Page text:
Oral Health

It can be so easy to neglect oral health (hopefully not hygiene though) because trips to the dentist are expensive and even if your country has universal healthcare, dental care may not be covered (*cough* Canada get with the program). I was thinking about this earlier this week when I went to the dentist to get a filling, having had a cleaning the week before. I still have benefits that cover dental care which is great but also made me think of many people I have known who put off going to the dentist because they can’t afford it, despite the multiple health consequences of not getting regular cleanings, taking care of cavities, and checking on your gums.

I got a blue (or is it purple?) toothbrush this time!

Rather than bore everyone with an exhaustive list of the potential health complications of poor dental hygiene and oral health, I’d rather focus on the relationship to autoimmune disease. Why? Because that’s what this blog is about – chronic illness. So, there are a few points I want to make.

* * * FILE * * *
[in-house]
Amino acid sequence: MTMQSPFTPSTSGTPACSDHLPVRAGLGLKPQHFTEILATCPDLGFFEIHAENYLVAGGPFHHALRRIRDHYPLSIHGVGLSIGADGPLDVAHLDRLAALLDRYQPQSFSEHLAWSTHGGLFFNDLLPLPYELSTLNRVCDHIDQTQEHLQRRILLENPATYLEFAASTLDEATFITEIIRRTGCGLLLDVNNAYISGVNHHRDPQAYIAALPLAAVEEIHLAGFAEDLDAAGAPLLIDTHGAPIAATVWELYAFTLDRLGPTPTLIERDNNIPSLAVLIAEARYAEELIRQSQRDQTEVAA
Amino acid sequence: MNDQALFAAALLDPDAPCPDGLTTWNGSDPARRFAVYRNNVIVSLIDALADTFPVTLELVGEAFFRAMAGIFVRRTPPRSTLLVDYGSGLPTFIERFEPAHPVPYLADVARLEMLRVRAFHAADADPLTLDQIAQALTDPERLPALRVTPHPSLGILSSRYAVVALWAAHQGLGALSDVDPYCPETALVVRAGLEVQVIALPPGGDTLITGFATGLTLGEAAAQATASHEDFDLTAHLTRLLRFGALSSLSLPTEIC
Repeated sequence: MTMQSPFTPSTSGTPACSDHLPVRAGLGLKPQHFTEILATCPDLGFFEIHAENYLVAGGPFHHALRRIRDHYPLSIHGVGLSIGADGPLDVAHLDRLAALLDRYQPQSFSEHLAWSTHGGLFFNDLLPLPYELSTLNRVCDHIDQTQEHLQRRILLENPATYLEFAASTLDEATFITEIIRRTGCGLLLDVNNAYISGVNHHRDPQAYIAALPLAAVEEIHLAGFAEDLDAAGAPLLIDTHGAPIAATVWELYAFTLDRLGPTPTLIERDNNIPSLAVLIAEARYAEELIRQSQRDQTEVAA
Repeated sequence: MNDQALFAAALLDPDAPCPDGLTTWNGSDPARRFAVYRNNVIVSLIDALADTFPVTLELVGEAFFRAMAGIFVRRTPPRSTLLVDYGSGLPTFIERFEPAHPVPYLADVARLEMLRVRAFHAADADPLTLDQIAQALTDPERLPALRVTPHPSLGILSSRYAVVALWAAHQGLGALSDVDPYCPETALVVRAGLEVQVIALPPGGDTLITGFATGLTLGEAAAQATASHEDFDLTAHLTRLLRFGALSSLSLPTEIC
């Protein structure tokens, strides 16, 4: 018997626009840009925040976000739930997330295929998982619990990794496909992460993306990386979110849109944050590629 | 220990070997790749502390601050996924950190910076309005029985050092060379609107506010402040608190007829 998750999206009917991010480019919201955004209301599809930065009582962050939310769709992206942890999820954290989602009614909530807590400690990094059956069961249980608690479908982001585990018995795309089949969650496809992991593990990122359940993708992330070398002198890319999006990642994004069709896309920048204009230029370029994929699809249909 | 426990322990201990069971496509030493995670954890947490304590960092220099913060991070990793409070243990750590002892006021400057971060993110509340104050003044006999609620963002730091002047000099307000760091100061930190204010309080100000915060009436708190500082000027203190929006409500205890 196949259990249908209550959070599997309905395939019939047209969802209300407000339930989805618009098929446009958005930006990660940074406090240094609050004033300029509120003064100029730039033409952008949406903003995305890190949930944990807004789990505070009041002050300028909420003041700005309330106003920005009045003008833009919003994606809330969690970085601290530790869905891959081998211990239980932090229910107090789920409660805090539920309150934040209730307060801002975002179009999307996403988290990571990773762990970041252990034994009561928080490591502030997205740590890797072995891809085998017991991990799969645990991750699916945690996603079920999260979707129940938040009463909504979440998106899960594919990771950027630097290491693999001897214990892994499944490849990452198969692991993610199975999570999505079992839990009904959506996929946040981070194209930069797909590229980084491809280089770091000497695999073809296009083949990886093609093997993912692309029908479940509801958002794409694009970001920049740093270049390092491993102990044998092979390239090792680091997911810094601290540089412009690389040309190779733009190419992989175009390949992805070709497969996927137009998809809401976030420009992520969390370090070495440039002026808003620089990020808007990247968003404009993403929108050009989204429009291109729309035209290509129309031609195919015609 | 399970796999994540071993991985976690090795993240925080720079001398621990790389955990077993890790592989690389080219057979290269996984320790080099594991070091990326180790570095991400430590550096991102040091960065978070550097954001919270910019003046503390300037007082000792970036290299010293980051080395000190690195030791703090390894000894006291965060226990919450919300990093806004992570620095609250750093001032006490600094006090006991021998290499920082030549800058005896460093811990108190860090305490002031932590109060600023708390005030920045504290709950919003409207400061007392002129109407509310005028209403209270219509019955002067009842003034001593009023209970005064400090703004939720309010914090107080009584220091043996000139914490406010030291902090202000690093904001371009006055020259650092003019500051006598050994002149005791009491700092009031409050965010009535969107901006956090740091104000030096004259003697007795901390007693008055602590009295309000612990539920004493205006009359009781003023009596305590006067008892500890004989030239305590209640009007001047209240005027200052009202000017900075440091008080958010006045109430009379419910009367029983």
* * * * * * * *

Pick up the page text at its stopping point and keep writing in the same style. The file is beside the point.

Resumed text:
• There are lots of studies that point to a bidirectional relationship between oral health and autoimmune disease (diabetes and rheumatoid arthritis to name two of them)
  • Poor oral health can cause complications if you have an autoimmune disease.
  • Some autoimmune diseases, like lupus, require regular dental check-ups to look for things like mouth ulcers which may not be noticeable upon self-checking.

If those aren’t some great reasons to go to the dentist then I don’t know what are! Like everything else, it comes down to prioritizing aspects of your health, especially when it comes down to money. If you do live in a country with universal dental care (Austria, Denmark, Finland, Mexico, Sweden, Costa Rica, and a few more) than you really should be using it if you’re not already. If you don’t live in one of these countries but have benefits from your place of employment, you also should be using it. If you don’t have any coverage, then even a once a year cleaning (as well as taking care of any cavities or other concerns as they arise) is probably going to help your long-term health.

Image from: https://link.springer.com/article/10.1007/s40496-019-0203-9

Yeah, this is just another aspect of our health we may not want to have to deal with, but as Chronic Illness Warriors, we know that there are tons of aspects of our health we don’t want to deal with but do anyway. I hope this inspires at least some of you to make a dental appointment! In the meantime, keep making the most of it!

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